MongoDB Connector for Hadoop Now Certified with Top 3 Hadoop Vendors
We’re excited to announce that our MongoDB Connector for Hadoop has just been certified on MapR’s latest distribution, 4.0.1 . The connector, which allows customers to use MongoDB as an input source and/or output destination for Hadoop deployments, is now certified on distributions from all of the leading vendors in the space, including MapR , Hortonworks , and Cloudera . As an operational database for use cases such as Single View , Internet of Things , Real-Time Analytics , and more , MongoDB is the perfect technology complement to Hadoop. With the connector, live data from MongoDB can be brought into Hadoop, enriched through analytics (often with data from other sources), and then passed back into MongoDB to better serve user-facing applications. Orbitz, the travel booking company, uses MongoDB and Hadoop together to deliver real-time pricing and compete for travel shoppers. MongoDB serves as the data collector while Hadoop is used to store and analyze the data. The City of Chicago built a futuristic predictive analytics platform using MongoDB and Hadoop Their WindyGrid system allows officials to access a real-time view into crime, public health and other citizen issues. Data analysis allows the city to predict disease outbreaks and decide in real-time where to place first responders. Other Common Use Cases That Leverage MongoDB + Hadoop Ecommerce MongoDB can be used to... Hadoop can be used to… Store products, inventory, customer profiles, clickstream data Run real-time recommendations Session management Detect Fraud Store complete transaction history, and clickstream history Build recommendation model and fraud detection models Insurance MongoDB can be used to... Hadoop can be used to… Store insurance policies, customer web data, call center data, demographic data Real-time churn detection Conduct customer action analysis Create churn prediction algorithms Learn more about how Hadoop and MongoDB can work together [here](http://www.mongodb.com/hadoop-and-mongodb). What’s next? Get started by checking out the documentation on the MongoDB Connector for Hadoop or learn more at one of our upcoming MongoDB Days: MongoDB London , 11/6; MongoDB Munich , 11/12; MongoDB Paris , 11/18; MongoDB Beijing , 11/22; and MongoDB SF , 12/3.
Mapping the Industry's Tectonic Shift in Data Management
We are clearly in the early stages of a "tectonic shift" in the database market, as eWeek terms it . Not because any particular database vendor decided that the world was ripe for a change, but because the nature of data we're generating and processing has changed. Dramatically. In a recent research note, Cowen & Co. analyst Peter Goldmacher clearly articulates this shift: It is well understood that the current database giants have written superb products to solve primarily one problem (automating standard business processes), but we no longer live in a one problem world. The proliferation of mobile devices is forcing an immense structural change as we increasingly overlay a digital existence on top of our analog existence. If we can measure it, we can manage it; has transcended the world of business process automation and now has meaning in everything we do, as everything we do generates data. Driving, tweeting, gaming, friending, browsing, walking...it all generates data. We can capture, analyze and derive tremendous value from that data, but only if we can use low cost, high-quality data management products. This is the challenge MongoDB is laying down, and it is the challenge all other data management players must rise to meet if Big Data is going to realize its potential. I've called out before that NoSQL and Hadoop are the new normal in data management. This is why. And it's why as much as the RDBMS establishment may wish it otherwise, the industry looks bright for NoSQL technologies like MongoDB.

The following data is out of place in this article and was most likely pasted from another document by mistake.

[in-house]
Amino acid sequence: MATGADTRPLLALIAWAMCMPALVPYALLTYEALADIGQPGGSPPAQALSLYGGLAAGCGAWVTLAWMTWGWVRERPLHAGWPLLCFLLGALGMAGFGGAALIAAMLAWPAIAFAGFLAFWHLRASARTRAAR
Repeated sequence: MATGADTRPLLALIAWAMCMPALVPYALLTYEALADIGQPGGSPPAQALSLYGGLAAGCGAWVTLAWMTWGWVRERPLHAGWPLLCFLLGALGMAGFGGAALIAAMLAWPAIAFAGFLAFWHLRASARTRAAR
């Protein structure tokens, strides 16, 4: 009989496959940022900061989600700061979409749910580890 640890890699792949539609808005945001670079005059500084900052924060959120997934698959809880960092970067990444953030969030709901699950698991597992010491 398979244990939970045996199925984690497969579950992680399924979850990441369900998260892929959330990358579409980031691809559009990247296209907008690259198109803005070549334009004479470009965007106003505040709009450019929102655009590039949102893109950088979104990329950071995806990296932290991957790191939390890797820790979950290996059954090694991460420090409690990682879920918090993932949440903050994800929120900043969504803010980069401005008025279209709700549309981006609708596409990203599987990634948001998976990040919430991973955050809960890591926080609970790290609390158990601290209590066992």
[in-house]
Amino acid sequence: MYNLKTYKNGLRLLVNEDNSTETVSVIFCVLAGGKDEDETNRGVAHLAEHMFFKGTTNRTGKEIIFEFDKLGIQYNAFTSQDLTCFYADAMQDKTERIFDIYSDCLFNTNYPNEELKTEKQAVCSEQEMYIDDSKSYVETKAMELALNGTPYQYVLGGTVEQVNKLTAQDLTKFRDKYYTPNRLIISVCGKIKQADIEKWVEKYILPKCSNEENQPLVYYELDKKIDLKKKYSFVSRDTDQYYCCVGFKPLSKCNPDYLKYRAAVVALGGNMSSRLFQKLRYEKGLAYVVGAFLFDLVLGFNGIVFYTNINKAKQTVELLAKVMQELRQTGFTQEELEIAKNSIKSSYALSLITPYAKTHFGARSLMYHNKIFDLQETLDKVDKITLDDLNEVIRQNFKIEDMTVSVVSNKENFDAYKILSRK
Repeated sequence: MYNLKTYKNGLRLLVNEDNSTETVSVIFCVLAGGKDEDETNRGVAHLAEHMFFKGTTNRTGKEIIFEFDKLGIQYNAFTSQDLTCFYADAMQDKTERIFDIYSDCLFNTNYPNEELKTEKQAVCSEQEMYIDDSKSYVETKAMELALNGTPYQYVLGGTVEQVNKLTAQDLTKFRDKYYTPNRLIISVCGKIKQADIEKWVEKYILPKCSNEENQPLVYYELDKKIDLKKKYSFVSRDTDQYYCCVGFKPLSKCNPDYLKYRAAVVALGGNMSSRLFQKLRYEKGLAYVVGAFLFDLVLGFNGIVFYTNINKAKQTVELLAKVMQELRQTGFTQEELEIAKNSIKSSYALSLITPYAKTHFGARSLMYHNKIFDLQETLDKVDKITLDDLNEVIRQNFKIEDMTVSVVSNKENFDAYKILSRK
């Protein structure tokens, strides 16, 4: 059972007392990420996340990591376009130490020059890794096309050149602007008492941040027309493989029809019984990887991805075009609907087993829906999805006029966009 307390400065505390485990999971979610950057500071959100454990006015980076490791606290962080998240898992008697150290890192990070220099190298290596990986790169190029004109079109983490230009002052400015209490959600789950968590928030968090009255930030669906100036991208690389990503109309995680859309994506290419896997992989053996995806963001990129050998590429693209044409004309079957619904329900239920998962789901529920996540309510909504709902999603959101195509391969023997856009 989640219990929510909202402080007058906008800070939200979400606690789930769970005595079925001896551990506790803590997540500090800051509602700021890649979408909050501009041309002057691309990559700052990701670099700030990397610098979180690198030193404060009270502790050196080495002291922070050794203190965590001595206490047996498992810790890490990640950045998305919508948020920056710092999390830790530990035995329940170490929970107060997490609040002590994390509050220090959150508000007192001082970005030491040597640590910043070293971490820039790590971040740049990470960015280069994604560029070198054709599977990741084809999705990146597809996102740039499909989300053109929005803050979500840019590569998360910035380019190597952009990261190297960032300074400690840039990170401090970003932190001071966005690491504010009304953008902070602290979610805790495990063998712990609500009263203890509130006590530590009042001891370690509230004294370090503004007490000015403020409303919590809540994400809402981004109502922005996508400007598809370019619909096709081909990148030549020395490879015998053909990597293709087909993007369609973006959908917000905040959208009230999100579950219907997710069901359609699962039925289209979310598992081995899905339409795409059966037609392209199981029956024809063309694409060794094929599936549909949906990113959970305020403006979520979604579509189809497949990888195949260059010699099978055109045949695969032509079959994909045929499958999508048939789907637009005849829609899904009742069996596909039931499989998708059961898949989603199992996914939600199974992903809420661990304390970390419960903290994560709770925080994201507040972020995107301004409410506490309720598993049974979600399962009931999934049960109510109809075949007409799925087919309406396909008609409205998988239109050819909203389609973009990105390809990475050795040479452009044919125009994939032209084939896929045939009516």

The Changing Of The Technology Guard: NoSQL + Hadoop
Big Data truly is prompting a changing of the technology guard. In an excellent article today, The Wall Street Journal notes that Hadoop is "challenging tech heavyweights like Oracle and Teradata [whose] core database technology is too expensive and ill-suited for typical big data tasks." This follows my own observations that repeated earnings misses across the legacy technology vendor landscape indicate that real, tectonic shifts in the technology landscape are underway. In other words, NoSQL and Hadoop are the new normal. What the Journal missed, however, was the right emphasis. As fantastic as Hadoop is, it's only one part of the Big Data story. And not necessarily the most significant part. For example, the Journal writes: Traditional databases organize easy-to-categorize information. Customer records or ATM transactions, for example, arrive in a predefined format that is easy to process and analyze. These so-called relational databases are the kind offered by Oracle and Teradata among others, and the market for them runs to an estimated $30 billion a year, according to IDC estimates. The Internet, though, is messy. Companies now also have to make sense of and store the mass of data being generated from tweets, Web-surfing logs and Internet-connected machines. Hadoop is a cheap technology to make that possible, and it was born of Google technologies detailed in academic papers. The article is dead-on in most respects, except for the market that Hadoop truly tackles. Of the $30 billion database market, Hadoop addresses just a quarter of it: the OLAP market. The much larger market is the traditional OLTP market, and this is the home of NoSQL databases like MongoDB. Perhaps unsurprisingly, then, MongoDB has the fastest growing Big Data community , and the second hottest job trend after only HTML5 . Big Data, after all, isn't merely about analytics. It's primarily about operational databases that can help enterprises put their data to work in real time.